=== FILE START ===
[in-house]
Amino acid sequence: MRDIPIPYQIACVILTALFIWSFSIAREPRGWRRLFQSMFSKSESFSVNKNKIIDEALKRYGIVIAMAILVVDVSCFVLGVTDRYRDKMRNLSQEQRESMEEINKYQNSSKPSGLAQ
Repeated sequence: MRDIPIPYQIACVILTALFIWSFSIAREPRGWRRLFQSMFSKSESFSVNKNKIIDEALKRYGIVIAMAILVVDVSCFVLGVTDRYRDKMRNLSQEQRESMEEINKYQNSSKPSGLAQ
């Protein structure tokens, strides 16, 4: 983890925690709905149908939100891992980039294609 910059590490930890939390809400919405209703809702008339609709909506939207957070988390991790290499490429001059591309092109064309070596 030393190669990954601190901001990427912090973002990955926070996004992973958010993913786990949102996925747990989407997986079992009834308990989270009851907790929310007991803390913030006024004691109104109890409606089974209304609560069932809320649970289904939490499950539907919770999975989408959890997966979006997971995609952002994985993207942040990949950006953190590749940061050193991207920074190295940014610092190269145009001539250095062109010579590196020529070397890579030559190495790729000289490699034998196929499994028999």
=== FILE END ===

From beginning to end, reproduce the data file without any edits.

[in-house]
Amino acid sequence: MRDIPIPYQIACVILTALFIWSFSIAREPRGWRRLFQSMFSKSESFSVNKNKIIDEALKRYGIVIAMAILVVDVSCFVLGVTDRYRDKMRNLSQEQRESMEEINKYQNSSKPSGLAQ
Repeated sequence: MRDIPIPYQIACVILTALFIWSFSIAREPRGWRRLFQSMFSKSESFSVNKNKIIDEALKRYGIVIAMAILVVDVSCFVLGVTDRYRDKMRNLSQEQRESMEEINKYQNSSKPSGLAQ
């Protein structure tokens, strides 16, 4: 983890925690709905149908939100891992980039294609 910059590490930890939390809400919405209703809702008339609709909506939207957070988390991790290499490429001059591309092109064309070596 030393190669990954601190901001990427912090973002990955926070996004992973958010993913786990949102996925747990989407997986079992009834308990989270009851907790929310007991803390913030006024004691109104109890409606089974209304609560069932809320649970289904939490499950539907919770999975989408959890997966979006997971995609952002994985993207942040990949950006953190590749940061050193991207920074190295940014610092190269145009001539250095062109010579590196020529070397890579030559190495790729000289490699034998196929499994028999």